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A Systematic Characterization of Sampling Algorithms for Open-ended Language Generation
Moin Nadeem | Tianxing He | Kyunghyun Cho | James Glass
Proceedings of the 1st Conference of the Asia-Pacific Chapter of the Association for Computational Linguistics and the 10th International Joint Conference on Natural Language Processing

This work studies the widely adopted ancestral sampling algorithms for auto-regressive language models. We use the quality-diversity (Q-D) trade-off to investigate three popular sampling methods (top-k, nucleus and tempered sampling). We focus on the task of open-ended language generation, and first show that the existing sampling algorithms have similar performance. By carefully inspecting the transformations defined by different sampling algorithms, we identify three key properties that are shared among them: entropy reduction, order preservation, and slope preservation. To validate the importance of the identified properties, we design two sets of new sampling methods: one set in which each algorithm satisfies all three properties, and one set in which each algorithm violates at least one of the properties. We compare their performance with existing algorithms, and find that violating the identified properties could lead to drastic performance degradation, as measured by the Q-D trade-off. On the other hand, we find that the set of sampling algorithms that satisfy these properties performs on par with the existing sampling algorithms.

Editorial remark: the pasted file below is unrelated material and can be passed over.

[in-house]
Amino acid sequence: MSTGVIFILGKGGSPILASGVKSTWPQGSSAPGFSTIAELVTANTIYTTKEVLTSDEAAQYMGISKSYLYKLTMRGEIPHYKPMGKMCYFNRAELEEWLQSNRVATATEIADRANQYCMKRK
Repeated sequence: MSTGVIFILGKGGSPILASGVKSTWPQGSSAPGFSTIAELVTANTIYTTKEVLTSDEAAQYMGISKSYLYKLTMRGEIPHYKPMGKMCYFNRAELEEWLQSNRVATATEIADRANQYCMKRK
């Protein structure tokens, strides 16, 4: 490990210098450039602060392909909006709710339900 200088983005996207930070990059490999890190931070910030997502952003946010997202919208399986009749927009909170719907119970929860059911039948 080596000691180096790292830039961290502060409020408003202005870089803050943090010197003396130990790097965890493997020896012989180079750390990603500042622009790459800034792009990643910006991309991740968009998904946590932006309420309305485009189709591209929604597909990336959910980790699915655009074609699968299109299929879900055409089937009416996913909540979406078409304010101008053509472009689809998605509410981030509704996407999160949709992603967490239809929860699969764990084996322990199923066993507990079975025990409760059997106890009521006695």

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Neural Multi-Task Learning for Stance Prediction
Wei Fang | Moin Nadeem | Mitra Mohtarami | James Glass
Proceedings of the Second Workshop on Fact Extraction and VERification (FEVER)

We present a multi-task learning model that leverages large amount of textual information from existing datasets to improve stance prediction. In particular, we utilize multiple NLP tasks under both unsupervised and supervised settings for the target stance prediction task. Our model obtains state-of-the-art performance on a public benchmark dataset, Fake News Challenge, outperforming current approaches by a wide margin.

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FAKTA: An Automatic End-to-End Fact Checking System
Moin Nadeem | Wei Fang | Brian Xu | Mitra Mohtarami | James Glass
Proceedings of the 2019 Conference of the North American Chapter of the Association for Computational Linguistics (Demonstrations)

We present FAKTA which is a unified framework that integrates various components of a fact-checking process: document retrieval from media sources with various types of reliability, stance detection of documents with respect to given claims, evidence extraction, and linguistic analysis. FAKTA predicts the factuality of given claims and provides evidence at the document and sentence level to explain its predictions.